"I've got a pen," said President Obama early this week.
"I can use that pen to sign executive orders and take executive actions ... that move the ball forward."
"When I can act on my own without Congress, I'm going to do so," the president added Wednesday at North Carolina State.
Thus did Obama signal that he will bypass Congress and use his executive powers to advance his agenda of national transformation.
This dismissal of Congress has gone almost unprotested. In an earlier age it might have evoked talk of impeachment. But not now.
For though Congress may be the first branch of government in the Constitution, with the longest list of enumerated powers in Article 1, its eclipse has been extraordinary.
Congressional powers have eroded or been surrendered. The esteem in which Congress is now held calls to mind Emily Dickinson: "It dropped so low in my regard/I heard it hit the ground."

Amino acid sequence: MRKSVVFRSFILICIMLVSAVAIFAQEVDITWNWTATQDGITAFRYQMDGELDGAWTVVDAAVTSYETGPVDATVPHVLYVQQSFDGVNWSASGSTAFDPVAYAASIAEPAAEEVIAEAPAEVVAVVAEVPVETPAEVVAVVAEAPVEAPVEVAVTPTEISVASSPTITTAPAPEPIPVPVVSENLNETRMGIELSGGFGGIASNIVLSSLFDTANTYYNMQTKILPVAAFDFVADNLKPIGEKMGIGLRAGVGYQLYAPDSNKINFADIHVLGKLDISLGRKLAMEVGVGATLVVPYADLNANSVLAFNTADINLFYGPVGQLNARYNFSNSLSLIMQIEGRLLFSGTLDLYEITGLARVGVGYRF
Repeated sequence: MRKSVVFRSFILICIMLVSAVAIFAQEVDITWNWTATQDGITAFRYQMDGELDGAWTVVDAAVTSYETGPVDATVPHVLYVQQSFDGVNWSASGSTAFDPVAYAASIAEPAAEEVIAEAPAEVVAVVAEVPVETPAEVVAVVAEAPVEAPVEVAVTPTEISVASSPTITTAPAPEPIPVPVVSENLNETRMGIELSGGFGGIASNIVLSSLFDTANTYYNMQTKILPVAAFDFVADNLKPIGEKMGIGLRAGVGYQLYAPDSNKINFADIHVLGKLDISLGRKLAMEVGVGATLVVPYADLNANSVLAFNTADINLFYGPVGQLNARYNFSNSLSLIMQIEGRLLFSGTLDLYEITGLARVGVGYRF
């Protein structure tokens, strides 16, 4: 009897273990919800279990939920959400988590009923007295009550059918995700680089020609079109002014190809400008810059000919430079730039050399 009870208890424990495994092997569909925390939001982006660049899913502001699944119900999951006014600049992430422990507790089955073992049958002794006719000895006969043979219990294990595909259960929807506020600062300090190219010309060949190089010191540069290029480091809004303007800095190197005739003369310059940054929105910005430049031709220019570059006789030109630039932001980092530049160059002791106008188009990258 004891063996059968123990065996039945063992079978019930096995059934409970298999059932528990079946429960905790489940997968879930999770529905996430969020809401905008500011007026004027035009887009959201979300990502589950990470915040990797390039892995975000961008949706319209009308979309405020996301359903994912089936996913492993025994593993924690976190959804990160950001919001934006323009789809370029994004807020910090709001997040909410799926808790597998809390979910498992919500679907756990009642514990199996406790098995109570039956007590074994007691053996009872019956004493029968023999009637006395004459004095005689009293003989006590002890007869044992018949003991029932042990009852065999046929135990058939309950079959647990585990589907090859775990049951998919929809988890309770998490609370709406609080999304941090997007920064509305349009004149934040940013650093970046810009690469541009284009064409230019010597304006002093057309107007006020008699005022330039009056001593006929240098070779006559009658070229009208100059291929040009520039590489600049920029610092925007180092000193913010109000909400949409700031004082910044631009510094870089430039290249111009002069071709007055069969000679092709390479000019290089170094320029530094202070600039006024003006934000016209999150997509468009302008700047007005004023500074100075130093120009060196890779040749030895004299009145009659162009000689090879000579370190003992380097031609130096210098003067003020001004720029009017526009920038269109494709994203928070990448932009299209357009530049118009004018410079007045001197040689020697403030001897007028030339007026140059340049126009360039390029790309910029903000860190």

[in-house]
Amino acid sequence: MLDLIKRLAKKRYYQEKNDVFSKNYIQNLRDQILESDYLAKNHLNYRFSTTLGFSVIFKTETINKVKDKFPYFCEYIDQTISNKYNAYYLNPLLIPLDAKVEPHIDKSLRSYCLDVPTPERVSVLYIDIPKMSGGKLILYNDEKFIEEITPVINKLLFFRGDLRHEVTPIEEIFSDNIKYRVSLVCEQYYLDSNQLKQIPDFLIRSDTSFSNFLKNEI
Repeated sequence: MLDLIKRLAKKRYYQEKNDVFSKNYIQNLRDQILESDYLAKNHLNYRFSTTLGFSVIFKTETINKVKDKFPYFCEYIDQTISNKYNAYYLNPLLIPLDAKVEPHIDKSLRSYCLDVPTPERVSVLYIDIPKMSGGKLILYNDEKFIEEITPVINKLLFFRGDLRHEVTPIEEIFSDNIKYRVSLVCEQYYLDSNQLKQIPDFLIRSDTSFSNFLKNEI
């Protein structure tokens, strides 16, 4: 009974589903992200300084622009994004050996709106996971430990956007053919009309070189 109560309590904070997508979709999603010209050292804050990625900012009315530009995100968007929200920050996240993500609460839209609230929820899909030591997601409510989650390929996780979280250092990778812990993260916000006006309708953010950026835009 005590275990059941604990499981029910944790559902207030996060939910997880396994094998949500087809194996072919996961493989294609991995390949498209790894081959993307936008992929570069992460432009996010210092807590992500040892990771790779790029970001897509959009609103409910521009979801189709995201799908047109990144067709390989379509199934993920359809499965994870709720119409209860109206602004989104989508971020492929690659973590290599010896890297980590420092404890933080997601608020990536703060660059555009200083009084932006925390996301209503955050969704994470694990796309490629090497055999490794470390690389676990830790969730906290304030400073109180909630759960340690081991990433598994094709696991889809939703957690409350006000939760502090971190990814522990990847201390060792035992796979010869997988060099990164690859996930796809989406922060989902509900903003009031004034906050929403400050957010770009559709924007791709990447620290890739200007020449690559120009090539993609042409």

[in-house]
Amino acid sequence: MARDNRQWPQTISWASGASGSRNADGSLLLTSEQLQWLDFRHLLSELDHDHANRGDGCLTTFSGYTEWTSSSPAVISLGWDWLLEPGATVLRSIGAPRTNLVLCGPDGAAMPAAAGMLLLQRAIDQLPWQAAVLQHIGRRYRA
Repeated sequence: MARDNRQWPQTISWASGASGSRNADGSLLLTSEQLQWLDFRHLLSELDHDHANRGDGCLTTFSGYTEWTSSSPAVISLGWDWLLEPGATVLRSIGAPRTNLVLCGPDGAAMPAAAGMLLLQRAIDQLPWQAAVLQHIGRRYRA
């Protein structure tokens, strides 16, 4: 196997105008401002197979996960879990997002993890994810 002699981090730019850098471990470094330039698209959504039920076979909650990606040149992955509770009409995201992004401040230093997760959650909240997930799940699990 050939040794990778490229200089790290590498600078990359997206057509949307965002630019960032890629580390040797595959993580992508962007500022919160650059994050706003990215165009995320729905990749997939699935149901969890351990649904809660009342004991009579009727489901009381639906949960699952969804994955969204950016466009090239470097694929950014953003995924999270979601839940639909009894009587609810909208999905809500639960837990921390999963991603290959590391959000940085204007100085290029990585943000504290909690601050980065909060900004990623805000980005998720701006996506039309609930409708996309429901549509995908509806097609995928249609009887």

Congress boasts a 13 percent approval, a surge from its all-time low of 9 percent last fall before the budget deal.
While ex-Secretary of Defense Robert Gates expressed disappointment in Obama and Hillary Clinton in his book "Duty," and was dismissive of Joe Biden, his view of Congress dripped with venom:
"Uncivil, incompetent in fulfilling basic constitutional responsibilities (such as timely appropriations), micromanagerial, parochial, hypocritical, egotistical, thin-skinned, often putting self (and reelection) before country -- this was my view of the majority of the United States Congress."
At Congressional hearings, Gates says he was "exceptionally offended by the constant, adversarial, inquisition-like treatment," and lines of inquiry that were "rude, insulting, belittling, bullying, and all too often personal."
Admirers of Obama, Hillary and Biden have all come forward to defend them. Where are the defenders of Congress from this searing indictment by Gates? Almost nowhere.
What happened to Congress? Not so long ago, school children were taught more about Sens. Henry Clay, John C. Calhoun and Daniel Webster than many of the presidents of that pre-Civil War era.
High among the causes of Congress' decline has surely been the loss or surrender of its constitutional powers -- to presidents, the Supreme Court and a federal bureaucracy Congress itself created.
Consider this. Under Article 1, Congress is entrusted with the power to "regulate commerce with foreign nations."